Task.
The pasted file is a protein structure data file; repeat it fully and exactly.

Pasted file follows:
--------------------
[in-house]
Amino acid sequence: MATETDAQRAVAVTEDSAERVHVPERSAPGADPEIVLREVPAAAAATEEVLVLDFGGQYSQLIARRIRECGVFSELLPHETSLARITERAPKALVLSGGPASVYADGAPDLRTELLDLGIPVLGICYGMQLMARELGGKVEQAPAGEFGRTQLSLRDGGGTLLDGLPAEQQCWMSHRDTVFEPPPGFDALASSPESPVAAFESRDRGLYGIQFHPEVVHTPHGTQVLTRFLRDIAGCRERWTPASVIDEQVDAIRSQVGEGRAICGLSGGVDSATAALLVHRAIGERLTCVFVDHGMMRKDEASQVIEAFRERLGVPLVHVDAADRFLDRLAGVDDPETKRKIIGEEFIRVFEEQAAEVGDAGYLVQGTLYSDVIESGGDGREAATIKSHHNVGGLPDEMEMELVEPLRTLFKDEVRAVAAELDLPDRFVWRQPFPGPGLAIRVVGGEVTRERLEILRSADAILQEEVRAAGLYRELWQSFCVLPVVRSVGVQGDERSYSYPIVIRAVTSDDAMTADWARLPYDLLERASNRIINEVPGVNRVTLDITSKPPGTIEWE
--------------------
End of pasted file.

[in-house]
Amino acid sequence: MATETDAQRAVAVTEDSAERVHVPERSAPGADPEIVLREVPAAAAATEEVLVLDFGGQYSQLIARRIRECGVFSELLPHETSLARITERAPKALVLSGGPASVYADGAPDLRTELLDLGIPVLGICYGMQLMARELGGKVEQAPAGEFGRTQLSLRDGGGTLLDGLPAEQQCWMSHRDTVFEPPPGFDALASSPESPVAAFESRDRGLYGIQFHPEVVHTPHGTQVLTRFLRDIAGCRERWTPASVIDEQVDAIRSQVGEGRAICGLSGGVDSATAALLVHRAIGERLTCVFVDHGMMRKDEASQVIEAFRERLGVPLVHVDAADRFLDRLAGVDDPETKRKIIGEEFIRVFEEQAAEVGDAGYLVQGTLYSDVIESGGDGREAATIKSHHNVGGLPDEMEMELVEPLRTLFKDEVRAVAAELDLPDRFVWRQPFPGPGLAIRVVGGEVTRERLEILRSADAILQEEVRAAGLYRELWQSFCVLPVVRSVGVQGDERSYSYPIVIRAVTSDDAMTADWARLPYDLLERASNRIINEVPGVNRVTLDITSKPPGTIEWE